2 out of 5 stars
Cut to the Chase:
Generally well written and interesting, this book is half-history, half-narrative: it starts really with the idea of how busing came about, takes us through White Flight, and quickly brings us to modern day, where we are more equal… but still not truly integrated. While the subject matter is interesting and Colby’s writing is clear, the book sometimes meanders into interviews and narratives in a way that makes you lose forward momentum. Despite being very interested in the topic and the book in general, I put it down several times, and found myself skimming near the end…
Perhaps one of the most interesting sections to me was the introduction, or rather, how Tanner Colby went from writing about Chris Farley to realizing he’d been typecast already, and wanted a new project to sink his teeth into. He was an Obama supporter who realized that, despite the fact that we were on the eve of electing our first black president, he really had no black friends… he pitched the idea and a book was born.
He goes back to his hometown, talks about Vestavia, Oxmoor, and the black kids he went to school with — he interviews one of his more successful classmates, a black girl who was taunted more by her black peers than her white classmates (and accused of being an “Oreo”), and later, interviews students currently attending his alma mater. One of the funnier bits is when a white student tries to explain what it’s like; I’ll give you the sample point:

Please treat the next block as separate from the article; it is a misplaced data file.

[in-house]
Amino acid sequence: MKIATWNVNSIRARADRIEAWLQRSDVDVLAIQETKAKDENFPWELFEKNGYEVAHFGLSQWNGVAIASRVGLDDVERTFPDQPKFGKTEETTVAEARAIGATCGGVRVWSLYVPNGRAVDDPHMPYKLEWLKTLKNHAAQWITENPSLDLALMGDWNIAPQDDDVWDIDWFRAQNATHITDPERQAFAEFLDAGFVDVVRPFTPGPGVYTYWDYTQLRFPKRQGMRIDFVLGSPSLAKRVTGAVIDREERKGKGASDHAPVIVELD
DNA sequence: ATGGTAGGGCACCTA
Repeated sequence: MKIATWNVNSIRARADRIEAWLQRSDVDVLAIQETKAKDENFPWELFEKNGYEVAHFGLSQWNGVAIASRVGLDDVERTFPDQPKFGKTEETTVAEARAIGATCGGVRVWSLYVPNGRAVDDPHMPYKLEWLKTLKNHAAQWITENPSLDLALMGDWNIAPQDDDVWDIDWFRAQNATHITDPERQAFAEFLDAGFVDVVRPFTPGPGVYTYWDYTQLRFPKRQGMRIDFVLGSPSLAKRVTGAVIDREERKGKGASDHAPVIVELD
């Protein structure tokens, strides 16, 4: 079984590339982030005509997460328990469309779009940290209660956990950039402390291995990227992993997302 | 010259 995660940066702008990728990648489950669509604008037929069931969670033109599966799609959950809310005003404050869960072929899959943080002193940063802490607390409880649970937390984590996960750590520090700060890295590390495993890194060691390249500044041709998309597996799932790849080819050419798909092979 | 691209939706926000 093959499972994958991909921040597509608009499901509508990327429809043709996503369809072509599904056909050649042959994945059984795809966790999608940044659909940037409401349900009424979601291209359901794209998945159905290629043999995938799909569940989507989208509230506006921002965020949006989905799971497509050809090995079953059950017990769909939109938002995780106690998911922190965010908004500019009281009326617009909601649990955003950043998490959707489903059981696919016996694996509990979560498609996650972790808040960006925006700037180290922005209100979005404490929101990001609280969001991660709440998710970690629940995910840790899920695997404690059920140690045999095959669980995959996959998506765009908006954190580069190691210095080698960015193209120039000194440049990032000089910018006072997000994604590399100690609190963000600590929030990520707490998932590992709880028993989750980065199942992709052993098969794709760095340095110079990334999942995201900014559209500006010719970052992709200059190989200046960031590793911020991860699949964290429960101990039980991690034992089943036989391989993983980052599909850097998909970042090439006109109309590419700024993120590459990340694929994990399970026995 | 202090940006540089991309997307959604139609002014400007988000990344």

I have a couple black friends, but, like, I know a lot of people in the school? I kind of feel like… like, not politically — I don’t know how you’d say it — but having, like, right now, especially in this school, if you have a black person on a team, it’s like… bonus points? It’s like, look here, government or whatever, yeah, we have racial integration, because — you know what I’m sayin’?
Though that particular quote is both funny and painful to read, it highlights the underlying tensions that Colby writes about: that we are integrated, but still separate, and that the topic of race is still one that we’re not very articulate about… and downright uncomfortable discussing.
Still, despite interesting interviews/narratives/personal stories here and there, it just meandered a little too much for me — instead of delving a little more into one particular section or story, we’d suddenly be in a new neighborhood, talking about how that particular city passed a zoning ordinance about where blacks could and could not live… And though additional examples were effective at making his underlying point about how busing came into play, and the class and race warfare that is an underlying commonality in too many towns… I felt like ultimately, the book delivered much less than it promised: a more honest and deep dive into our current struggles talking about race and racism in America.
Comparisons to Other Authors:
I really haven’t read enough other nonfiction books about just race to know where this should fit in the spectrum. The writing is clear, but despite the hefty size of the book, I had trouble really engaging, and felt like we never delved deeply into any one section.